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Registration gives many Rohingya refugees identification for the first time

By Alex St-Denis in Coxs Bazar, Bangladesh | 17 May 2019

Nasima Aktar is among hundreds of thousand..

By Alex St-Denis in Coxs Bazar, Bangladesh | 17 May 2019

Nasima Aktar is among hundreds of thousands of stateless Rohingya — many of whom have spent a lifetime without official documentation — for whom getting an official identity card is a significant step.

“We want documents for Rohingyas. This is our document,” says Aktar, who recently received a plastic identity card bearing her basic biodata, photo and country of origin in a registration drive in Bangladesh.

There are more than 900,000 Rohingya refugees like Nasima living in crowded settlements in southeast Bangladesh of whom an estimated 741,000 have fled a violent crackdown by the Myanmar military since August 2017.

“Having an identity is a basic human right … its also an incredible step into a more dignified life.”

Despite living in Myanmar for generations they were not able to acquire formal citizenship and documentation that comes with this, leaving them stateless and deprived of basic rights.

She is now among more than a quarter of a million Rohingya refugees who have been registered in a push since June last year by UNHCR, the UN Refugee Agency, in support of the Bangladesh government, in an effort that also helps to safeguard their right to voluntarily return home to Myanmar.

“Having an identity is a basic human right,” said UN High Commissioner for Refugees Filippo Grandi during a recent visit to Coxs Bazar. “And remember: many of these people, all their life, did not have a proper identification. So, for them, its also an incredible step into a more dignified life.”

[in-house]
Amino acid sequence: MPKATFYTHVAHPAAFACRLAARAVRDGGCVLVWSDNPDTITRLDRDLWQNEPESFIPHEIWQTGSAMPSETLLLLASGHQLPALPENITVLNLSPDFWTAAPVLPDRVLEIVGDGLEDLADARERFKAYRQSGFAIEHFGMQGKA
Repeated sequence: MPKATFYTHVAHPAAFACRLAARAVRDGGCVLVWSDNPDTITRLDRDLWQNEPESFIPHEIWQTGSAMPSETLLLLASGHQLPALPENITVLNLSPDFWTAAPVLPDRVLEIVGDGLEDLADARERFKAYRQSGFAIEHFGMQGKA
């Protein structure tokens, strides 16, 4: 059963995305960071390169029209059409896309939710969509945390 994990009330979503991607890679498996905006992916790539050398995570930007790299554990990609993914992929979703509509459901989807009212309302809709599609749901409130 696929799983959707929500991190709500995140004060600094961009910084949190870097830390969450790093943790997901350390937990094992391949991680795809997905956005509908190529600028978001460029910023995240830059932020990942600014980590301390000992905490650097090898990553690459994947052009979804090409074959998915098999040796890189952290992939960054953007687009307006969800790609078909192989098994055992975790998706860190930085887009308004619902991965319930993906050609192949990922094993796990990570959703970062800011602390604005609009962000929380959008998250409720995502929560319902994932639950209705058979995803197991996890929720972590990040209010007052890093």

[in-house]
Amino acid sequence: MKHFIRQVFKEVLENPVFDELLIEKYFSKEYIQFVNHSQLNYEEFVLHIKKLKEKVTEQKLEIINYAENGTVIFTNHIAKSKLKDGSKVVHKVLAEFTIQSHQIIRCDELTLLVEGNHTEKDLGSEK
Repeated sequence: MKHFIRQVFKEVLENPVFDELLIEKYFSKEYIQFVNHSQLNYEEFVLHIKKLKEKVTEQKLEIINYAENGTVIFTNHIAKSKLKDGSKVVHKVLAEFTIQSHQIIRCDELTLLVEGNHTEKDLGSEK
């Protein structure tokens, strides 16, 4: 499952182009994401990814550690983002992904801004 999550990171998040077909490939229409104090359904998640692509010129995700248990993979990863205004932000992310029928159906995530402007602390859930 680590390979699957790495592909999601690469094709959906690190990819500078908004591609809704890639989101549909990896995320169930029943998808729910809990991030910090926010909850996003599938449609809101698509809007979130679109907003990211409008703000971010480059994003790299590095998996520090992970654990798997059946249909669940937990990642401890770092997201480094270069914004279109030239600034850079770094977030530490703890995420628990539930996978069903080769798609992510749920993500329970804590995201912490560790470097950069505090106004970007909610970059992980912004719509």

To date, a total of 270,348 refugees have been registered in the settlements of Ukhia and Teknaf Upazilas. On average, over 4,000 refugees are being registered a day in the exercise, with the aim of concluding the registration of all those in the settlements late this year.

The exercise also improves the accuracy of data on refugees in Bangladesh, which will help the authorities and humanitarian partners to better understand the needs of the refugee population. It will allow them to plan and target assistance more effectively, particularly for vulnerable groups such as children, women, and those with disabilities.

Refugees are registered using biodata and biometric data, including fingerprints and iris scans to provide them with a unique identity. At the end of the registration process, refugees receive a plastic ID card that includes a photo, and basic information such as date of birth and gender. Only refugees over the age of 12 receive the card but families also receive an attestation showing the details of all family member.

All information on the documents is in English and Bengali and indicates Myanmar as the country of origin. The documents were developed in cooperation with the Bangladesh government and carries both government and UNHCR logos.